Mel Cheren, the founder of the Paradise Garage and West End Records, died on Dec. 7.
Some call him the Godfather of Disco. Others refer to him as Uncle Mel. Whichever name is used, both capture the familial feeling ascribed to Mel Cheren, the pioneer who made fundamental contributions to disco music and culture, and nurtured its extended community.
On Thursday evening, nearly 250 family members, friends and colleagues filled St. Peter’s Church on Lexington Avenue and 59th Street for a memorial service to celebrate Cheren, who died on December 7 from pneumonia as a complication of AIDS. He would have turned 75 this Monday.
Personal recollections in addition to stirring vocal performances by Taana Gardner, Marty Thomas and Dawn Tallman delivered a portrait of Cheren, whom his attorney Sherri Eisenpress succinctly compared to a “cannoli.” Her analogy captured his hard exterior bursting with business acumen, and sweetened on the inside by abundant generosity and passion expressed through music, and even painting. His canvases, produced without a brush, look like the squares of Mark Rothko, his muse, with fingerprint traces.
The ashes of Mel Cheren and Larry Levan lay side by side
“He was somebody who had the remarkable gift of being able to create family in so many different worlds,” said Mark Cheren, across the altar from a life-size photo of his cousin. Beneath it, two urns containing the ashes of Mel and Larry Levan, the legendary Paradise Garage DJ, rested on a table draped with a rainbow flag and flanked by a glittering disco ball. According to writer Brent Nicholson Earle, who hosted the service, Mel kept the cremains of Levan after he passed away in 1992.
A native of Massachusetts, Cheren co-founded West End Records with Ed Kushins in 1976, almost two decades into a career that generated the groundbreaking concepts of the 12-inch vinyl format and the instrumental B-side. West End quickly became a home for influential R&B dance music, beginning with its first single, “Sessomatto.” According to Cheren in “The Godfather of Disco,” a 2007 biographical film by Gene Graham, hip-hop patriarch Grandmaster Flash cited “Sessomatto” as an influence on burgeoning uptown rappers before the dawn of the Sugarhill Gang.
As West End progressed through the late 70s and early 80s, the label delivered smashes such as Karen Young’s “Hot Shot,” the New York Citi Peech Boys’ “Don’t Make Me Wait,” which included Larry Levan, and Taana Gardner’s “Heartbeat,” one of the most sampled tracks in music history.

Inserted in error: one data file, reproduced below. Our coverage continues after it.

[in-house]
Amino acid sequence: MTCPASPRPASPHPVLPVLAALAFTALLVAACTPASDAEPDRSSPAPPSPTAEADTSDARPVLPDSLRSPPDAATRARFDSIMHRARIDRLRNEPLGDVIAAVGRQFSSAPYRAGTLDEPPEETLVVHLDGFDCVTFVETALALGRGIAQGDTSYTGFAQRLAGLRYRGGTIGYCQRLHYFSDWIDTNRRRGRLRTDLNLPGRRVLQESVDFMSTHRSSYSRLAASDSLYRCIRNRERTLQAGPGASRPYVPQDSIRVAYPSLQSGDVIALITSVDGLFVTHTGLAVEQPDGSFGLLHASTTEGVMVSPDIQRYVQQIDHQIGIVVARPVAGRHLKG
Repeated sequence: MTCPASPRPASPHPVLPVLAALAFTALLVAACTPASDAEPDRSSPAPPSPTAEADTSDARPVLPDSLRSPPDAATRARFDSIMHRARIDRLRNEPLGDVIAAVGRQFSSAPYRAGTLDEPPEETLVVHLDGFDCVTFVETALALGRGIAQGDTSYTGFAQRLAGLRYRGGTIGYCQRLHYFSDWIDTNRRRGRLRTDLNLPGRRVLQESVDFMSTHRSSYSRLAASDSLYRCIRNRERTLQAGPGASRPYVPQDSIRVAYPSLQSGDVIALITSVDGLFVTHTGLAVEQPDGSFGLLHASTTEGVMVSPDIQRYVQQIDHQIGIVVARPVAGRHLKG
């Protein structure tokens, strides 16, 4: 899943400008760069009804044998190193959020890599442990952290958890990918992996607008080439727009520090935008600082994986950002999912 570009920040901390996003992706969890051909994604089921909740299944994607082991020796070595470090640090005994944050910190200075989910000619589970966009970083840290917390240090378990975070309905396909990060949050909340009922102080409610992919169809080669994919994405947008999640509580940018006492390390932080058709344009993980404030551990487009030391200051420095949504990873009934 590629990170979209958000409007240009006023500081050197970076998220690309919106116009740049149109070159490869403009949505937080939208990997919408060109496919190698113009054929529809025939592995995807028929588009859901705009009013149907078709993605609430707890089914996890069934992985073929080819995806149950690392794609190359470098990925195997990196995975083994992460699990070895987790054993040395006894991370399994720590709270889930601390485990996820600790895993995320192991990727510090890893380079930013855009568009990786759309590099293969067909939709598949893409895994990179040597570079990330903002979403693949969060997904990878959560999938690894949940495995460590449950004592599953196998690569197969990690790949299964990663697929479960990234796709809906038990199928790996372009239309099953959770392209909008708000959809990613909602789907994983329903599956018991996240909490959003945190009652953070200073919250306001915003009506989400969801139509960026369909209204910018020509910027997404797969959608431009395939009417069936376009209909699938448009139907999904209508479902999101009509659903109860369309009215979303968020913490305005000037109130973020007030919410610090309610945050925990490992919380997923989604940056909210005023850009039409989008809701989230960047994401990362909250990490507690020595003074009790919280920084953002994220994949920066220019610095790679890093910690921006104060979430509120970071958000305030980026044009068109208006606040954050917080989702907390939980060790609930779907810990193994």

“I closed my eyes when I went in to record it,” Gardner recalled on Thursday about the song that achieved extraordinary sales in 1980. “Everyone looked like they were hanging from the ceiling,” she said, “and I knew it must have been something good.”
During the memorial service, Gardner performed “Cry of the Brokenhearted,” a soulful ode to friendship she wrote for Cheren, whom she applauded for his honesty. West End producer Kenton Nix, who also attended the service, introduced them to each other when she was 17.
Although hailed by music executive Daniel Glass for his authenticity as a “record man,” the savvy Cheren possessed the means to provide his former lover, Michael Brody, with financial backing for the Paradise Garage in 1977. Housed in a parking garage at 84 King Street in SoHo, the legendary club installed Larry Levan and other DJs as the center of attention, where they reigned over a powerful sound system— perhaps, the best in the history of the city. Until its demise in 1987, the venue defied boundaries of race, class and even aesthetic to unite patrons in sonic ecstasy.
Sherri Eisenpress explained the allure of the Paradise Garage for those who missed the heyday: “It was the only place around where no matter who you were, people came together in the shared spirit of love and music that, when you heard it, you had no choice but to get up and dance.”
DJ Jeannie Hopper, host of the WBAI-FM program “Liquid Sound Lounge,” which her friend Cheren generously supported, adds with a sense of mourning: “These events were places where people could come together in a social context. Through people coming together, all the isms disappear.”
Others insist that the experience cannot be adequately relayed in words.
“If you weren’t there, you wouldn’t know,” remarked one Paradise Garage devotee at a reception following the memorial service. “It would reverberate from your head to your dome,” he insisted, as he flashed a tattoo of the venue on his arm.
The reception was held on West 22nd Street in Chelsea at the Colonial House Inn, where Cheren lived and for 20 years operated a gay bed and breakfast now run by his cousin, Illya Dekhtyar. In the early years of the AIDS epidemic, from 1980-84, he offered the space to the non-profit organization, Gay Men’s Health Crisis. Along with his founding of the AIDS charity, 24 Hours for Life, the gesture was one of many significant steps to fight a disease that he ironically contracted in the later years of his life.
However, as someone who reportedly relished the phrase, “Nothing happens by accident,” Cheren in his final days transformed the irony into an opportunity to educate people about the need to remain vigilant against AIDS. Like his impact on music and culture, his contributions to activism are immortal, if unquantifiable.
Richard Burns, executive director of the Lesbian, Gay, Bisexual and Transgender Community Center, recounted his final meeting with Cheren at Cabrini Hospice the day before he died. “Standing there with Mel,” he said, “it was so easy to tell him about the difference he made on earth.”
Taana Gardner, of “Heartbeat” fame, performed “Cry of the Brokenhearted,” a soulful ode to friendship she wrote for Cheren.
A Cheren original painting in the style of Rothko.